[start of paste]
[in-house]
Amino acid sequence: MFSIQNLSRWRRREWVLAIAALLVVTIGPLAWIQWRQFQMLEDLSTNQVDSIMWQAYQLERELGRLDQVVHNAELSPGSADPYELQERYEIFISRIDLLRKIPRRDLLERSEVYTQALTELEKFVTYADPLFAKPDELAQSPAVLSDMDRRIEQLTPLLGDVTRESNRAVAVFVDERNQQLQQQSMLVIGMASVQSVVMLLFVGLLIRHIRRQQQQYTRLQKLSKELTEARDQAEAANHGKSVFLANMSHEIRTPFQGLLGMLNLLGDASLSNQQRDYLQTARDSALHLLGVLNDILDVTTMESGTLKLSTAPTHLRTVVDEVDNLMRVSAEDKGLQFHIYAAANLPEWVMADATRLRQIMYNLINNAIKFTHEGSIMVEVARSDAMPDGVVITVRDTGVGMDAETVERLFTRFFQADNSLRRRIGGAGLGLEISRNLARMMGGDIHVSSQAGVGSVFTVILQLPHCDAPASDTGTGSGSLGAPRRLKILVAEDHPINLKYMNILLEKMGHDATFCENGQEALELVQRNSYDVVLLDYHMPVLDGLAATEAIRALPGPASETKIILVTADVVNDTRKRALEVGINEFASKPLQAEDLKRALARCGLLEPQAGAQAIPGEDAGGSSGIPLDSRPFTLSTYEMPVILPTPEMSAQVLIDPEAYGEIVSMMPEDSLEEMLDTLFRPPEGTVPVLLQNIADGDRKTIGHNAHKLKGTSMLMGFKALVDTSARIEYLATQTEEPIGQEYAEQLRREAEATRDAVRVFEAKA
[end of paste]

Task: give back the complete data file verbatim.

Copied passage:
[in-house]
Amino acid sequence: MFSIQNLSRWRRREWVLAIAALLVVTIGPLAWIQWRQFQMLEDLSTNQVDSIMWQAYQLERELGRLDQVVHNAELSPGSADPYELQERYEIFISRIDLLRKIPRRDLLERSEVYTQALTELEKFVTYADPLFAKPDELAQSPAVLSDMDRRIEQLTPLLGDVTRESNRAVAVFVDERNQQLQQQSMLVIGMASVQSVVMLLFVGLLIRHIRRQQQQYTRLQKLSKELTEARDQAEAANHGKSVFLANMSHEIRTPFQGLLGMLNLLGDASLSNQQRDYLQTARDSALHLLGVLNDILDVTTMESGTLKLSTAPTHLRTVVDEVDNLMRVSAEDKGLQFHIYAAANLPEWVMADATRLRQIMYNLINNAIKFTHEGSIMVEVARSDAMPDGVVITVRDTGVGMDAETVERLFTRFFQADNSLRRRIGGAGLGLEISRNLARMMGGDIHVSSQAGVGSVFTVILQLPHCDAPASDTGTGSGSLGAPRRLKILVAEDHPINLKYMNILLEKMGHDATFCENGQEALELVQRNSYDVVLLDYHMPVLDGLAATEAIRALPGPASETKIILVTADVVNDTRKRALEVGINEFASKPLQAEDLKRALARCGLLEPQAGAQAIPGEDAGGSSGIPLDSRPFTLSTYEMPVILPTPEMSAQVLIDPEAYGEIVSMMPEDSLEEMLDTLFRPPEGTVPVLLQNIADGDRKTIGHNAHKLKGTSMLMGFKALVDTSARIEYLATQTEEPIGQEYAEQLRREAEATRDAVRVFEAKA